In an effort to restore their credibility and assert their moral authority, America's Roman Catholic bishops are tackling problems ranging from abuse by the clergy to the impending war with Iraq.
They insisted that their sex-abuse cleanup policy will rid the clergy of molesters, even as some of the prelates expressed confusion about details of Vatican-imposed changes in the plan.
The bishops are expected to vote on the revised policy Wednesday near the end of a four-day meeting. They seem likely to approve the plan, which they hope will help re-establish their badly damaged credibility among the Catholic faithful at the end of a scandal-plagued year.
Victims say the new plan retreats from the promises the church made earlier this year. An advocacy group released a database Tuesday with the names of 573 priests who have been accused of abuse since 1996, along with information about 290 cases in which the priest was left unidentified.
"I know as a parent I can't trust the bishops," said Paul Baier, leader of the Survivors First project.
The bishops agreed Tuesday to draft a statement on the threat of war with Iraq that will likely oppose an American invasion under the current circumstances.
Boston's Cardinal Bernard Law, who has been under fire all year for his handling of sex abuse claims against priests, proposed issuing the Iraq statement in his role as chairman of the prelates' international affairs committee.
Law said the statement "will certainly be in opposition to war in this situation," though not against all wars. The conference voted to allow Law's committee to write the statement. It will vote again on whether to endorse it.
The bishops' president, Wilton Gregory of Belleville, Ill., delivered a letter to Bush in September that raised doubts about a pre-emptive military strike.
Gregory told Bush that the bishops' 50-member administrative committee had serious moral questions about "any pre-emptive, unilateral use of military force to overthrow the government of Iraq."
The bishops supported U.S. action in Afghanistan last year, though they cautioned that worldwide poverty and human rights must be factors in U.S. foreign policy. Law said Afghanistan was "a different case" because a pre-emptive strike was not involved.
During the prelates' discussion on Tuesday, Archbishop Philip Hannan, the retired leader of the New Orleans Archdiocese and a World War II paratrooper chaplain, urged Law's committee "to be cautious and to acknowledge at least the difficulties the president is taking care of."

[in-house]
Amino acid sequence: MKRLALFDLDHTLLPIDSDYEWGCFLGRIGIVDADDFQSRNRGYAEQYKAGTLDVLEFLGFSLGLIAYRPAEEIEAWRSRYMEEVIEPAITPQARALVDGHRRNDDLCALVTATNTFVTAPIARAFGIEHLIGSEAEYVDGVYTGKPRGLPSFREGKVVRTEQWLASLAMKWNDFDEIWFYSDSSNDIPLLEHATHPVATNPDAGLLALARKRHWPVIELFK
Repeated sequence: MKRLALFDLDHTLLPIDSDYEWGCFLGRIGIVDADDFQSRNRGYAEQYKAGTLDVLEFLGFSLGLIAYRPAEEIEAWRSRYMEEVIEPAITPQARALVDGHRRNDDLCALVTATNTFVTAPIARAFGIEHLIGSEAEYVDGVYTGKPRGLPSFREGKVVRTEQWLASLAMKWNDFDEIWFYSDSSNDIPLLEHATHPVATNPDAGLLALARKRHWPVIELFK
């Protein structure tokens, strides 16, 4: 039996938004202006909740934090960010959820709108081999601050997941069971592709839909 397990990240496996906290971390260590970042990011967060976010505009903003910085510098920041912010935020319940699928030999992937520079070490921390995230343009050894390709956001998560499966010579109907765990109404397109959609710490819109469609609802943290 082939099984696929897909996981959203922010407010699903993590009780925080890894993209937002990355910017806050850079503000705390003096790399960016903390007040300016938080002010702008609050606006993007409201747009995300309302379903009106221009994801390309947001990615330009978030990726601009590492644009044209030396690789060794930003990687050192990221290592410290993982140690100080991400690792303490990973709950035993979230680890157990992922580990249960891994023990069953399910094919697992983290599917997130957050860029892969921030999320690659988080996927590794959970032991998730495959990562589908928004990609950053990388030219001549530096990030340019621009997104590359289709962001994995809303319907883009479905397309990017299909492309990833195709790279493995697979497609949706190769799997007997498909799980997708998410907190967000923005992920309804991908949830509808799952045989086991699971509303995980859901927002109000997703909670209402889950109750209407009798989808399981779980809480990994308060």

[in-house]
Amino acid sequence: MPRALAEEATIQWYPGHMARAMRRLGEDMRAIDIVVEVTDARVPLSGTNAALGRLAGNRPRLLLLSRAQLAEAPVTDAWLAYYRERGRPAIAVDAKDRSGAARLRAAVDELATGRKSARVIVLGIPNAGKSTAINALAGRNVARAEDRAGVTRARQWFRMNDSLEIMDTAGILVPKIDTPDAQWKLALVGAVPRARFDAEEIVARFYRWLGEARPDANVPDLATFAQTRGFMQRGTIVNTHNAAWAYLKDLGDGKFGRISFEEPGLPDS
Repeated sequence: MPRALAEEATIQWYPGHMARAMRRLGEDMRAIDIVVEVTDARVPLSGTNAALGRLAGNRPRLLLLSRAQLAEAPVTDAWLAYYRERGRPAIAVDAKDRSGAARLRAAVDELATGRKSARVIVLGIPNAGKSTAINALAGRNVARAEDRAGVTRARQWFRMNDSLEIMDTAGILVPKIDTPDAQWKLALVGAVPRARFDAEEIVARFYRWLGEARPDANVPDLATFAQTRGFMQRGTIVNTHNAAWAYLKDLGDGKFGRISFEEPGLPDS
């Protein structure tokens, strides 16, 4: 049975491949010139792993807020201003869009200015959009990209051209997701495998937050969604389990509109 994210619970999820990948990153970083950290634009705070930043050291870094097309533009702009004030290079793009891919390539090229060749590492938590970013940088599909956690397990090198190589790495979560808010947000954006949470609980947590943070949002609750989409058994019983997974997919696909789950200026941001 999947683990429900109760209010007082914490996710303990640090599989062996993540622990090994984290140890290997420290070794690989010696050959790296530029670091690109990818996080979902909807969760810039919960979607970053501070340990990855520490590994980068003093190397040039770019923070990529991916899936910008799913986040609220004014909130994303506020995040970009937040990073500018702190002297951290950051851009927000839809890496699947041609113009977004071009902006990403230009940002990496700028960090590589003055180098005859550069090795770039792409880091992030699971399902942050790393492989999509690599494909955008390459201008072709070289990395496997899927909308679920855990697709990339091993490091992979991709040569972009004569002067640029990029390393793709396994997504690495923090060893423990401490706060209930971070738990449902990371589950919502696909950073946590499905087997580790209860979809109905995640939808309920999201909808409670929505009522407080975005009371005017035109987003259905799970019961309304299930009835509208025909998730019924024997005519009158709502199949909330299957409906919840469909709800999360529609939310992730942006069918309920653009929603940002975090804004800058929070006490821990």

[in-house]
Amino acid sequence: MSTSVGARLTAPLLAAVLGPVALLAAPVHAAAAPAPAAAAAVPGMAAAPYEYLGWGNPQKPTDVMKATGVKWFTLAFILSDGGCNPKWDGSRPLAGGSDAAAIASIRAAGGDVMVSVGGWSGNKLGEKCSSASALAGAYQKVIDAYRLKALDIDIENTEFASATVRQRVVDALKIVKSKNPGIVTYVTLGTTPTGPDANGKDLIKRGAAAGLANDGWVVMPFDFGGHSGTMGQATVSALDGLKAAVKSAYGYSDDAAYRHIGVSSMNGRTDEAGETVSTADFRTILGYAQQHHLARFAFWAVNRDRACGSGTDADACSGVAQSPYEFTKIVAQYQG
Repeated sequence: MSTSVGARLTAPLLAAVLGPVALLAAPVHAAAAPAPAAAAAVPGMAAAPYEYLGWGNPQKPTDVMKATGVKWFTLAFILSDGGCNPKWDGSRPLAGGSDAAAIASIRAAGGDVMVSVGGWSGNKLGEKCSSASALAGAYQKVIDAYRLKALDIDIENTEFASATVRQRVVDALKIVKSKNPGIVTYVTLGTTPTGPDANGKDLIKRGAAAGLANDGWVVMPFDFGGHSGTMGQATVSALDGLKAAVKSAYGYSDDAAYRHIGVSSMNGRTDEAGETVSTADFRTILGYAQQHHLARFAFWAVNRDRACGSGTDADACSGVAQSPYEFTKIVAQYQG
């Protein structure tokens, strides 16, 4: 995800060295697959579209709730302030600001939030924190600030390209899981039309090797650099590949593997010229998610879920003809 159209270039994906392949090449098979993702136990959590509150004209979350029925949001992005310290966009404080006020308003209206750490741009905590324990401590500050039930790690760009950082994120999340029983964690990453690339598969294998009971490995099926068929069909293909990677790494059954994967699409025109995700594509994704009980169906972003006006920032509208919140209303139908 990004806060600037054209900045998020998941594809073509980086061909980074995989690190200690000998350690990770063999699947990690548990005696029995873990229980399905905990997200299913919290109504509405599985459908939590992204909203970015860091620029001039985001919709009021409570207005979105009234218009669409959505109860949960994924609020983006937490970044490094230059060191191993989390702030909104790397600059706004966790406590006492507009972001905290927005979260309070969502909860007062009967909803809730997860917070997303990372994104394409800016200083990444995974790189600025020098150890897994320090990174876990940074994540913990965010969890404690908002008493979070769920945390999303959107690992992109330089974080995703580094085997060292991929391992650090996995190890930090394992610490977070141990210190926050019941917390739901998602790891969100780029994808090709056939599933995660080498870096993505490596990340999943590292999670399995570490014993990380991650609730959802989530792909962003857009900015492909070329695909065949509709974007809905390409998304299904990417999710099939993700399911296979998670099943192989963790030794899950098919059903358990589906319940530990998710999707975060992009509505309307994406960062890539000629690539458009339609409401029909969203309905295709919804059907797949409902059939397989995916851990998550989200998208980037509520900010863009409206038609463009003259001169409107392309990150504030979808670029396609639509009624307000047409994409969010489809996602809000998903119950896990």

"If we allow some despotic power to rule the earth, or some portion of it, we are in terrible shape for our religion as well as protection of our rights," Hannan said.
He also noted that "advances in weaponry" seen in the Afghanistan conflict show that warfare can be "precise in its effects."
Bishop Edward Braxton of Lake Charles, La., said he favored an anti-war stand but admitted "a large number" of the nation's 65 million Catholics do not understand the church's teaching on criteria for a "just war" and have "a general we-don't-like-Saddam-Hussein" attitude.
If the statement opposes this particular war, rather than wars in general, Bishop Francis DiLorenzo of Honolulu said that could make it tough to give Catholics give moral guidance.
"What would we say to Catholics who participate in this war, in terms of conscience?" he asked. Law said his committee would have to consider that point.
Bishop William Lori of Bridgeport, Conn., one of four Americans who negotiated the abuse policy changes with Vatican officials last month, said Monday that the bishops agreed last June to remove all molesters from active ministry and "we have not backed off in any way from that commitment."
Gregory, praised the work of the U.S. negotiators and called for unity among Catholics. He said the bishops will not falter in "our determination to put into place policies that will protect children."